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New Jersey Governor Chris Christie Vetoes Internet Gambling Bill

New Jersey Poker

New Jersey Gov. Chris Christie vetoed a bill Thursday that would have allowed New Jersey to become the first state to offer legal and regulated Internet poker. State Sen. Raymond Lesniak, who introduced the legislation, said he was not optimistic that the bill could be revived any time soon.

"Unless we can work something out, the governor has blown a huge opportunity to create jobs and bring revenues into Atlantic City and make New Jersey the Silicon Valley of the new wave of Internet gambling," Lesniak said in a phone interview. "His veto message was so discouraging that I'm not particularly optimistic we can reach an agreement with regard to his concerns."

Lesniak blamed powerful Casino giant Caesars Entertainment, formerly known as Harrah's, for the governor's decision.

"I think it lies in that one casino, Harrah's, which is run out of Nevada, has an inordinate influence on this process," Lesniak said. "They spent millions of dollars lobbying in Washington and they don't want any state, particularly New Jersey, to take the lead on this. They hired (Christie's) campaign manager, contributed millions of dollars to support his campaign for governor and on his transition report on gaming, which came out against Internet gaming and sports betting. They don't care about New Jersey. They care about their corporate interests in Nevada. I understand that, but I care about New Jersey. Their position is harmful to Atlantic City casinos and the state."

The bill would have allowed for the creation of hubs in Atlantic City casinos, including the four Caesars Entertainment properties, to serve as operators of poker and casino games for New Jersey residents. Such a move would boost the struggling Atlantic City economy with $250 million in state revenues for the first year and 57,000 jobs according to estimates from the industry trade association Interactive Media Entertainment and Gaming Association.

Lesniak said he would not try to overturn the veto by a two-thirds vote in the legislature, even though the measure originally passed by greater margins in the senate (29-5) and the state assembly (63-11), because there is "no chance the Republican legislators even say a peep against anything the governor does."

The only chance for New Jersey to move forward on this issue would be to introduce new legislation, and Lesniak said he will not do so unless Christie is willing to discuss changes that could be made in the legislation to get his signature.

"The governor has to talk to me," Lesniak said. "He has to tell me he is willing to work to get something that addresses his concerns from a substantive basis and not a political basis. If I don't get that, it's dead because it would just be a waste of time."

A decision originally was expected February 24, or 45 days after the New Jersey State Assembly passed the bill on January 10. But the governor's office determined that he had more time, until midnight today, because of a recess of the state legislature. He used up all his time and then struck with the veto.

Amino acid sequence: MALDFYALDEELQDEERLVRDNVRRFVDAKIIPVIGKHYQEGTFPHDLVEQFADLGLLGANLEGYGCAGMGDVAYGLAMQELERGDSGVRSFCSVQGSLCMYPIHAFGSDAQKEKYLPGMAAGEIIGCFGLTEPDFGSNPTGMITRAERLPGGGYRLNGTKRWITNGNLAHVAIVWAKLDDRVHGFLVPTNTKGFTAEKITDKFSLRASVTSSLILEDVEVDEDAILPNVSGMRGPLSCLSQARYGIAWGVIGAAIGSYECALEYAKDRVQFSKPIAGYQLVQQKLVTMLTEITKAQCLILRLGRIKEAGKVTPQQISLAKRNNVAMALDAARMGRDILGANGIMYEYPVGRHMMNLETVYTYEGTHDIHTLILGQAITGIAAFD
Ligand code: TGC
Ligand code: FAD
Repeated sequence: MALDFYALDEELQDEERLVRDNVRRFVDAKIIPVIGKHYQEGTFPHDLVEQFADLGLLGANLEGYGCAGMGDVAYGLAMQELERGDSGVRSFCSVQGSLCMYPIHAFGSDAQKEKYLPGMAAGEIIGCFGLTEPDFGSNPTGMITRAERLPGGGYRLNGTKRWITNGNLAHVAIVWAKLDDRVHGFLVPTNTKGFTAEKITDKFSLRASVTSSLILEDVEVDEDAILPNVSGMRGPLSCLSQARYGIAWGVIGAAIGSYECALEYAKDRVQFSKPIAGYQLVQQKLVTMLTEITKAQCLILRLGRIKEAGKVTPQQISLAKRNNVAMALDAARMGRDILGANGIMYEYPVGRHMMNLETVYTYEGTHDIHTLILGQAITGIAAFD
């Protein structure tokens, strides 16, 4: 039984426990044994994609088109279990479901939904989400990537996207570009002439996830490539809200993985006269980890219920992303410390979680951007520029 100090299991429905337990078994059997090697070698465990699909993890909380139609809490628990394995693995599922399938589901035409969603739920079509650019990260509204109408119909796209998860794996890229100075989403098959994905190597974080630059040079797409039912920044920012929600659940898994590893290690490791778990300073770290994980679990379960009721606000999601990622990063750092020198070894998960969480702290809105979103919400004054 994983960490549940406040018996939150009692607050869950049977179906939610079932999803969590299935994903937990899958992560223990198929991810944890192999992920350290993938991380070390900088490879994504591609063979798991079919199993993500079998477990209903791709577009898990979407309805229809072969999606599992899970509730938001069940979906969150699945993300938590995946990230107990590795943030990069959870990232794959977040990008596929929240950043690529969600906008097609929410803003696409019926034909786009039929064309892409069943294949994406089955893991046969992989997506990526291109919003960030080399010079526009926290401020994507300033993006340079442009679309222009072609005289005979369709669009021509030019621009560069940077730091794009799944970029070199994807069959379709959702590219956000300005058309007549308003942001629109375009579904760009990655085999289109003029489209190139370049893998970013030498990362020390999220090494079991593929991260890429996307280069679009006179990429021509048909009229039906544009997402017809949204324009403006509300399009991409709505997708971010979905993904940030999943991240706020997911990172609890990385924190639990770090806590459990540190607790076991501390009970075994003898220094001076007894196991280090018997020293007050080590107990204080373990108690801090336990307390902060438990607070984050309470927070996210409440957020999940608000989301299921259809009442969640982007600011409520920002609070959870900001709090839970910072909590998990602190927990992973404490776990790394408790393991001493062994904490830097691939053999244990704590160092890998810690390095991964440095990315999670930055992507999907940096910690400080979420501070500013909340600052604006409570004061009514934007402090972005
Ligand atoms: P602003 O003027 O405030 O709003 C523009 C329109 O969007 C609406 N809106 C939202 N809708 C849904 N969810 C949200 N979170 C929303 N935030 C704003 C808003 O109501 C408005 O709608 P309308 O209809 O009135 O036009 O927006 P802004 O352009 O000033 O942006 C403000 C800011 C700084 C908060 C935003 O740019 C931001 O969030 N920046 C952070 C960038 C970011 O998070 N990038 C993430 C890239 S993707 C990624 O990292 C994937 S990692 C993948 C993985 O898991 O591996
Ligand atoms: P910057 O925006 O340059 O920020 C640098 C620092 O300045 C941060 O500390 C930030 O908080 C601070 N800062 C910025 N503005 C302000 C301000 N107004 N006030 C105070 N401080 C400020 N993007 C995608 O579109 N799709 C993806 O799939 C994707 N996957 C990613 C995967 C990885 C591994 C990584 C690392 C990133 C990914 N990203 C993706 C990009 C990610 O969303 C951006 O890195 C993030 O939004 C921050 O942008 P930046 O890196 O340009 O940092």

In his veto message, Christie wrote that legalized gambling was limited to the borders of Atlantic City to improve the economy of the region by bolstering the tourism industry and that an expansion of casino gambling outside of Atlantic City would have to be approved by voters through a referendum.

Lesniak scoffs at the idea of a referendum.

"His belief that this has to go upon a referendum in November, that's nonsense," Lesniak said. "We have Internet horse racing in New Jersey that never went on a referendum. It just delays the job creation and additional revenues and puts in jeopardy the entire program."

Christie had the option of signing the bill, taking no action and letting the bill become law, conditionally vetoing the bill by sending it back to the legislature with specific instructions/objections or vetoing the bill outright.

A former prosecutor for the Department of Justice and a rising star in the Republican party with future presidential aspirations, Christie could be catering to his former colleagues in the DOJ, or he could have simply decided that becoming the first governor to allow his state to establish Internet gambling was not a good move for his future political aspirations. A voter's referendum could provide Christie a way to approve an Internet gambling bill without damaging his political future.

"I hope his political ambitions aren't playing a role in holding back revitalizing Atlantic City," Lesniak said.

New Jersey could have served as a catalyst for other states, and perhaps the federal government, to get moving with offering licensed and regulated Internet poker. Instead, the veto could serve as a setback for those other efforts.

"I hope I'm wrong about the governor's intentions," Lesniak said. "It's hard to read his veto message in any other way. I'll keep trying to get something through that he will sign and I'll get started on that right away, but I'm not very optimistic."

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